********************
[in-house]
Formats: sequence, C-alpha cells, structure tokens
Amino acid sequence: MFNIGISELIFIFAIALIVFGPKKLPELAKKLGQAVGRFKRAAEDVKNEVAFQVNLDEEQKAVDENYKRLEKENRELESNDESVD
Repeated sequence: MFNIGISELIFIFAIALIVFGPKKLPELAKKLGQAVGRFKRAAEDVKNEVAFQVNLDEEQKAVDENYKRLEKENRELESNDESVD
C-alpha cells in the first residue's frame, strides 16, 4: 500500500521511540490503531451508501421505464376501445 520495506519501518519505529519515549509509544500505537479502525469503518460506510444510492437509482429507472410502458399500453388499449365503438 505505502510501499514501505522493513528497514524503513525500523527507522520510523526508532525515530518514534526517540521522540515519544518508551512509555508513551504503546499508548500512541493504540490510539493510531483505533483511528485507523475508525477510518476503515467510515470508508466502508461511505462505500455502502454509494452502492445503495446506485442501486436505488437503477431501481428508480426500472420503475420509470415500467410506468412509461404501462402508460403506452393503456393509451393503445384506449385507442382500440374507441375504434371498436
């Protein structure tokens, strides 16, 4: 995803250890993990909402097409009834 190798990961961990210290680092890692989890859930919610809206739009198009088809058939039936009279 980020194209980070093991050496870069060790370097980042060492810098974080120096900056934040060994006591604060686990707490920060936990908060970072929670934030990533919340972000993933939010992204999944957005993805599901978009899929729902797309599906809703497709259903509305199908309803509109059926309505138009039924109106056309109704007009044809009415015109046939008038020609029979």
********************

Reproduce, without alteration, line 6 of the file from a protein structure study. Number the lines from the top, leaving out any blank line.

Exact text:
């Protein structure tokens, strides 16, 4: 995803250890993990909402097409009834 190798990961961990210290680092890692989890859930919610809206739009198009088809058939039936009279 980020194209980070093991050496870069060790370097980042060492810098974080120096900056934040060994006591604060686990707490920060936990908060970072929670934030990533919340972000993933939010992204999944957005993805599901978009899929729902797309599906809703497709259903509305199908309803509109059926309505138009039924109106056309109704007009044809009415015109046939008038020609029979």